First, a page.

World champions there for the taking
South Africa have defeated the All Blacks this year in the Rugby Championship, Australia drew with them, Scotland almost turned over a much-changed side, and now Wales came within 12 minutes of victory. What the 2014 international campaign showed the world was that the All Blacks are not the invincible machine some would have them be. They are human. Against Wales, and their heroic blitz defence, there were so many missed passes, wayward offloads or handling errors, missed tackles and penalties, that on another day they would have lost. Sonny Bill Williams, as exciting as he can be in attack, tried a few tricks too many, especially in the first half. Less than a year out from the Rugby World Cup, that should stir the senses in any challengers for the world champions’ mantle. It is rare to see the great entertainers as woeful as they were at times under the Millennium Stadium roof. Of course, there is still plenty of time for Steve Hansen and his players to work on their issues, but there are noticeable cracks that need to be repaired. Warren Gatland declared that the All Blacks had been rattled by Wales. Steve Hansen, his opposite number, didn’t think it was quite that bad — tested, rather than rattled. On another day, perhaps against other opposition, this could have been another rare defeat for the All Blacks.
Ten issues for Hansen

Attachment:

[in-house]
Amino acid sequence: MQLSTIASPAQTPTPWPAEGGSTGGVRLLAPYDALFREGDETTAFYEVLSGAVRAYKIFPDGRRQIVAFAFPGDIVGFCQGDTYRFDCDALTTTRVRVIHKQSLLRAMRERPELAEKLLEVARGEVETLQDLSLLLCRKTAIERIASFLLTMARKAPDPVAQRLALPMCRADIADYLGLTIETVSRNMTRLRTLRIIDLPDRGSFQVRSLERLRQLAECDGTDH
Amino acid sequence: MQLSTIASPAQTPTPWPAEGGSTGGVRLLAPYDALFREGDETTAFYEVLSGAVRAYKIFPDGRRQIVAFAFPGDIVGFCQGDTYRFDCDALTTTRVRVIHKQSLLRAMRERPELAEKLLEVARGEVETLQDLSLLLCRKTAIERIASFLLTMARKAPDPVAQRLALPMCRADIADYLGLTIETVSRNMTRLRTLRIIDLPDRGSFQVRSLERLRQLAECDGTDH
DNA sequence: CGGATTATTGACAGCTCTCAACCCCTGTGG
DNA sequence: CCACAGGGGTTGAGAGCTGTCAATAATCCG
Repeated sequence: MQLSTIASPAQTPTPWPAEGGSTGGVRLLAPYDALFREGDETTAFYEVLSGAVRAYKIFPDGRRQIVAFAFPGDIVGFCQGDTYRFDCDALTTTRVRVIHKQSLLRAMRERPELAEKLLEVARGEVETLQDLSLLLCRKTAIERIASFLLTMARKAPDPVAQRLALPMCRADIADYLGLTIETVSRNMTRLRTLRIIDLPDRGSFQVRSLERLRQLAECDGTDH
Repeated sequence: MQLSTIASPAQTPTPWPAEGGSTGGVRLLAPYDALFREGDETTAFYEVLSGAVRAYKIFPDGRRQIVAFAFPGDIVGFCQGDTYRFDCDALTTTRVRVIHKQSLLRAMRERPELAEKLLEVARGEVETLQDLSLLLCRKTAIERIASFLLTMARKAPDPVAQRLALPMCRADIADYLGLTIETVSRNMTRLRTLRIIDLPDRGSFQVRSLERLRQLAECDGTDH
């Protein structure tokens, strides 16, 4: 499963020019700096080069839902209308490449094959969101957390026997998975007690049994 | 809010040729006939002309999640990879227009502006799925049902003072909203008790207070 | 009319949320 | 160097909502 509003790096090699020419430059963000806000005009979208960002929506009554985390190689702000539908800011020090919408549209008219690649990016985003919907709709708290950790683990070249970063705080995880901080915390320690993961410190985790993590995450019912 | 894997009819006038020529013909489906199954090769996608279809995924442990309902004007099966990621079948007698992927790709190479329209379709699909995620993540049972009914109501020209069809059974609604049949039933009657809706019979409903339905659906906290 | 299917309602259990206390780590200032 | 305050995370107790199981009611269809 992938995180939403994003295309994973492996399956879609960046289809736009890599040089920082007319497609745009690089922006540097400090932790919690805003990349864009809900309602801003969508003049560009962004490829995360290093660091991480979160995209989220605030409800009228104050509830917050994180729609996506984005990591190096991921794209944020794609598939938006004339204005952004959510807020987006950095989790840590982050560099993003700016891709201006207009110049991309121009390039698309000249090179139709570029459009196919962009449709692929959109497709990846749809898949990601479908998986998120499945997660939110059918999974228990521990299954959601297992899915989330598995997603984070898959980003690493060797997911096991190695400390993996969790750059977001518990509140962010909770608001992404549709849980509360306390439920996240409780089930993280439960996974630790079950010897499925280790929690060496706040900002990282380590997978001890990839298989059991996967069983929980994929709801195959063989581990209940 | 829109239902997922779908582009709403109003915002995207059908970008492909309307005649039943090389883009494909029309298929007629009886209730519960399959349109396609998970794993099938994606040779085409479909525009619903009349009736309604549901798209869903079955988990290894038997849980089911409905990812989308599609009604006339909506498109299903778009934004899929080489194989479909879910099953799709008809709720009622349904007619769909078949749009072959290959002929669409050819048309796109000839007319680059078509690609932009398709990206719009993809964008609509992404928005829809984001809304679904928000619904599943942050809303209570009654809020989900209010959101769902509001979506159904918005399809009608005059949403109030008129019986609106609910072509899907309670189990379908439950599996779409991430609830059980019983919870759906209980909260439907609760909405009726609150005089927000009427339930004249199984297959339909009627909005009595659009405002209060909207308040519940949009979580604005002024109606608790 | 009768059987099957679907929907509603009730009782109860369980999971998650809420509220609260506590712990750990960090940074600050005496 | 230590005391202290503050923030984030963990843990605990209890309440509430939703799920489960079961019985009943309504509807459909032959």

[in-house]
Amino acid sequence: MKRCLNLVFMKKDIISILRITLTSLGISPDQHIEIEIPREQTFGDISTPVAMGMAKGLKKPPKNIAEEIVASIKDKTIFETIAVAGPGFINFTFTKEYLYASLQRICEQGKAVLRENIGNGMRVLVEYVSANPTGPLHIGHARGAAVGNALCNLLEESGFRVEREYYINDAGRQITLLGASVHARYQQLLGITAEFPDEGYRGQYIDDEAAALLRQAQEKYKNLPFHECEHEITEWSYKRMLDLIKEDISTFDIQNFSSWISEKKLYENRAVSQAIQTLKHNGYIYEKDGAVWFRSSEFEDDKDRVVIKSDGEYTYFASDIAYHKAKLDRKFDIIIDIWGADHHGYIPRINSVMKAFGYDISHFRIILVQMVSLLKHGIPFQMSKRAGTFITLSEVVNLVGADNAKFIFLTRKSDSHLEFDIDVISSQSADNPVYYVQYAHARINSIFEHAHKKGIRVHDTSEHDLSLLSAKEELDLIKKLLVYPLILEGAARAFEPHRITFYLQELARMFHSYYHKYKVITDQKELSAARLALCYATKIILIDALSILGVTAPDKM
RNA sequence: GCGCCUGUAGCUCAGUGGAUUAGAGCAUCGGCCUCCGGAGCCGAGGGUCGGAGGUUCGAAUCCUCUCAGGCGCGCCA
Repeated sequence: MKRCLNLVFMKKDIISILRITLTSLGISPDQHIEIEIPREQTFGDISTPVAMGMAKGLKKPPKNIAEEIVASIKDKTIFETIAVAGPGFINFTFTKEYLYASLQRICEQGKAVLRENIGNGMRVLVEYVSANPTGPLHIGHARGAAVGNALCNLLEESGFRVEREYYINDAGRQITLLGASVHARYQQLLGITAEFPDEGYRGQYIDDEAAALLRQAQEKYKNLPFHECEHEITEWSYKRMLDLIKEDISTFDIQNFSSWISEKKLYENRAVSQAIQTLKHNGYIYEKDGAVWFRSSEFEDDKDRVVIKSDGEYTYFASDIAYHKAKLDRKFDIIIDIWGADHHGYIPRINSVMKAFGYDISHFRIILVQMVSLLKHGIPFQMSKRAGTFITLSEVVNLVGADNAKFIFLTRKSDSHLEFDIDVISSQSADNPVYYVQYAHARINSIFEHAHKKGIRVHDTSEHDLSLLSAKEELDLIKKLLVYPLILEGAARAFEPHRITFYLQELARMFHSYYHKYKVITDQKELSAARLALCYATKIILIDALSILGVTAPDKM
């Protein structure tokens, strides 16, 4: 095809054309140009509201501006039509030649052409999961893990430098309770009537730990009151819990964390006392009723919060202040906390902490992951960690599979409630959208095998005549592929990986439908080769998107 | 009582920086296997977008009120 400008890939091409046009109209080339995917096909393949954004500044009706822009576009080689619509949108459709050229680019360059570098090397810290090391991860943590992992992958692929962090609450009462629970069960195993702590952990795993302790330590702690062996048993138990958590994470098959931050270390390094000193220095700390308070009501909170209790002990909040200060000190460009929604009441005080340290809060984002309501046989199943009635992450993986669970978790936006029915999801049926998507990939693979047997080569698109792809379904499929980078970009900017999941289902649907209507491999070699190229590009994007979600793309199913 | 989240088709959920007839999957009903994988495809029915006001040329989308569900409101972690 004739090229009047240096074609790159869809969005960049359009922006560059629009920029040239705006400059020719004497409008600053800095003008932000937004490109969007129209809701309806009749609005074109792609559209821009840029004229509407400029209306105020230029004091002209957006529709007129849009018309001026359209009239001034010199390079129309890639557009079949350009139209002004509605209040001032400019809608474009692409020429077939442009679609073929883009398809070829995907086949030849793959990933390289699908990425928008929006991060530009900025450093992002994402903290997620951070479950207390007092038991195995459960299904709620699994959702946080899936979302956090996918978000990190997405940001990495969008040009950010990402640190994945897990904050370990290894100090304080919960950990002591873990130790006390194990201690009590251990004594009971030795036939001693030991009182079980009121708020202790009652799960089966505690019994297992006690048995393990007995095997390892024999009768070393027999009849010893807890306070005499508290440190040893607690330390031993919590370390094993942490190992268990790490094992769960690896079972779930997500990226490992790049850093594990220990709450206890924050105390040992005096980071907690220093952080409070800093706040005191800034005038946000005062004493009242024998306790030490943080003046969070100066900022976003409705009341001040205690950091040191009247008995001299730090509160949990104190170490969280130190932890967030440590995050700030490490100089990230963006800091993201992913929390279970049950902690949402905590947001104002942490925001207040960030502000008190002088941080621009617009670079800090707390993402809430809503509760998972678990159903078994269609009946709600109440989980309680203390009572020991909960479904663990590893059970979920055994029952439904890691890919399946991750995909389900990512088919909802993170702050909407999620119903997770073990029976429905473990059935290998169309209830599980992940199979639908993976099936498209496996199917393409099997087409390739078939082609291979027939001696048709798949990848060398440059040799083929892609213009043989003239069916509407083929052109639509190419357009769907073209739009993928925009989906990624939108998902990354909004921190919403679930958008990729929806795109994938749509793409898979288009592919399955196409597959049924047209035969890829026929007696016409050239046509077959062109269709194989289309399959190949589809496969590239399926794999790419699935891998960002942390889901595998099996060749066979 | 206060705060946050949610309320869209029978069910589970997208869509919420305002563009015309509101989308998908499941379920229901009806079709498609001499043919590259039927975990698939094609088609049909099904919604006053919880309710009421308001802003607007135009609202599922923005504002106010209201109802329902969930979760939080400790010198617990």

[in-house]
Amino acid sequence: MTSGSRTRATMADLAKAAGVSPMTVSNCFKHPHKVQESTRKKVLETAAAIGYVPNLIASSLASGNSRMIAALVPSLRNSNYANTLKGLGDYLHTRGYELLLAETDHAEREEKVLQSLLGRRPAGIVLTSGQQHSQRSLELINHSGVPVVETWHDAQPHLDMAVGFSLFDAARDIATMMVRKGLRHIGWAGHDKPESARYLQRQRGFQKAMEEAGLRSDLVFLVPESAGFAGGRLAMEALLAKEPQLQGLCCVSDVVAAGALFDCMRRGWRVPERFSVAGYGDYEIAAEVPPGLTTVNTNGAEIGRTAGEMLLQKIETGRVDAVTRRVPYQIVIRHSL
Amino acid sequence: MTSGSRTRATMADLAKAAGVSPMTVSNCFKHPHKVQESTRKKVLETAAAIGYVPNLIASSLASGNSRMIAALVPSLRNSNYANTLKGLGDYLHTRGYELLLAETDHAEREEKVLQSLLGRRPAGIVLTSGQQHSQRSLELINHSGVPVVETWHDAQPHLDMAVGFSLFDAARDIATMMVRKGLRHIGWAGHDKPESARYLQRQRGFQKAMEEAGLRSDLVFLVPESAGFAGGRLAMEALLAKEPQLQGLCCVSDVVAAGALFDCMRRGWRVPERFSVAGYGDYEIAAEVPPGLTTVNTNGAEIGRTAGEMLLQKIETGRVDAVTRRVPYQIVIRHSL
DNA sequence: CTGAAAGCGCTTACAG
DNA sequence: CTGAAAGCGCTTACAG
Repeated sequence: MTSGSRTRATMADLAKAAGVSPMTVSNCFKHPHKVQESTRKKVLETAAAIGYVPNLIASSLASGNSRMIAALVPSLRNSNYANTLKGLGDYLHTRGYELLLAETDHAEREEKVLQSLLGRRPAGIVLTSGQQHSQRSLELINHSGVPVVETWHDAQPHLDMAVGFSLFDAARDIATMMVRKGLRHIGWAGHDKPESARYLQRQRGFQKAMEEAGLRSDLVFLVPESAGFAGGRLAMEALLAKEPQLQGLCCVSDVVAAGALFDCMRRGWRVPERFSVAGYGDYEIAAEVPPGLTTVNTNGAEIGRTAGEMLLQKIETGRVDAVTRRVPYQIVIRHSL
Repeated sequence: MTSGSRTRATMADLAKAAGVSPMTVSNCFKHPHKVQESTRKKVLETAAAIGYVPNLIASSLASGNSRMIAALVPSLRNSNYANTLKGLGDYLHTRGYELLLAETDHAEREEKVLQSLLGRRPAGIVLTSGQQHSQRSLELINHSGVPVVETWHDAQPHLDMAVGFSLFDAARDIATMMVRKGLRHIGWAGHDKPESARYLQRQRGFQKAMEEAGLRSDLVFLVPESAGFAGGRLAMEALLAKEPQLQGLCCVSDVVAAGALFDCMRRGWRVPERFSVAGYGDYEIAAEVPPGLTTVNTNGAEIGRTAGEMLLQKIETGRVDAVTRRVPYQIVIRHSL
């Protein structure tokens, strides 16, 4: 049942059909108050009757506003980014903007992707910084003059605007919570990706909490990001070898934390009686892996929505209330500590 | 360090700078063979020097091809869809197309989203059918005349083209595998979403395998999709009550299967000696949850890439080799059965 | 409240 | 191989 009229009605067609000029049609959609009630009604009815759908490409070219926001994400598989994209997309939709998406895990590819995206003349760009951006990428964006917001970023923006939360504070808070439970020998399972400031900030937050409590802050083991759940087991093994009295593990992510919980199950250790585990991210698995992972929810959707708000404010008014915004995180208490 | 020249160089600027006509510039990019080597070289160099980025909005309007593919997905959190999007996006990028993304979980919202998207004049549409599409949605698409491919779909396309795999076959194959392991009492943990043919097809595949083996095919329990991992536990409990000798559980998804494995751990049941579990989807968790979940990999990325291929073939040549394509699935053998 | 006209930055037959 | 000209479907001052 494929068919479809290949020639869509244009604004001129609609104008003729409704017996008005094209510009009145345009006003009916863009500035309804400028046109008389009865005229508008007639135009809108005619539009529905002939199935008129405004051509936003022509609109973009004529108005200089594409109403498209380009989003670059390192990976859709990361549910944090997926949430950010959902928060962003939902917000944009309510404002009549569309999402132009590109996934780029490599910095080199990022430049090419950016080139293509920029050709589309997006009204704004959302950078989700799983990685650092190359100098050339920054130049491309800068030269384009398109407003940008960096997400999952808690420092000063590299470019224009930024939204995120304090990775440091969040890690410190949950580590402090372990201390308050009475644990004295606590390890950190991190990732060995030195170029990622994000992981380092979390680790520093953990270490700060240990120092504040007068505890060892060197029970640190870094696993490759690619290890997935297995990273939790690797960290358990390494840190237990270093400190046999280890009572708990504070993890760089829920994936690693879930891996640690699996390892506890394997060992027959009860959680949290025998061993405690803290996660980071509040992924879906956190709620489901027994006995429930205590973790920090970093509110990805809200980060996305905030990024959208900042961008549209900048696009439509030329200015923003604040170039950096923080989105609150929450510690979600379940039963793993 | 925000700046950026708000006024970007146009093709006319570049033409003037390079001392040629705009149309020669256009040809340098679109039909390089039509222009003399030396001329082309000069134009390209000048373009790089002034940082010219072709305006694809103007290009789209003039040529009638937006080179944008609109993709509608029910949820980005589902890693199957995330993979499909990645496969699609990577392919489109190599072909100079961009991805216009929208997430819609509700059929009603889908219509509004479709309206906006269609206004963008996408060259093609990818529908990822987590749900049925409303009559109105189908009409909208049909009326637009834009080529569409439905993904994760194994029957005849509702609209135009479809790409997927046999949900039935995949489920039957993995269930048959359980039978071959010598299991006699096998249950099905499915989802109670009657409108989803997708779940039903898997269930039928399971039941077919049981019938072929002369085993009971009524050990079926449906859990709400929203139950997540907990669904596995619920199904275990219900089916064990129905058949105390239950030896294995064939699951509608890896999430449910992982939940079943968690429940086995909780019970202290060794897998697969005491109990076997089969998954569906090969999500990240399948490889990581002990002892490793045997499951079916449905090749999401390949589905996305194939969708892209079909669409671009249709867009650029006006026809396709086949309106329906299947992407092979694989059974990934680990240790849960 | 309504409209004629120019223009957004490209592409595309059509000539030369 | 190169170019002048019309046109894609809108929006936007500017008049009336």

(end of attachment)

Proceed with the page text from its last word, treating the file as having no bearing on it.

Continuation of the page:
Outside-half Beauden Barrett may have been the hero with two tries for New Zealand, but he was culpable for many errors throughout the game. New Zealand’s World Cup outside-half he most certainly is not. Surely Dan Carter — on water boy duties in Cardiff, as he was in London — or Aaron Cruden, or even Colin Slade, would be better options if they are fit and in form. Carter’s role was always going to be limited given his lack of club and international rugby in 2014, irrespective of his indifferent performance at BT Murrayfield against Scotland, while Slade has been magnificent when drafted in, as he was for the Barbarians earlier this month too. Barrett has done well as an impact player off the bench in the Rugby Championship in place of Cruden, and it is difficult at this stage to see him being the starting 10 for the All Blacks at the World Cup. If he can remain fit and get some form with the Crusaders next season, centurion Carter will be in the squad, along with Cruden. There is also a possibility that, despite his versatility, Barrett may not make the squad with Slade able to cover more positions across the backline. Wales were always going to target the 10-12 channel and Barrett looked frail defensively with Jamie Roberts charging at him every chance he could, while his kicking game rarely helped the All Blacks, with two kicks at goal going wide and a kick to touch going out on the full.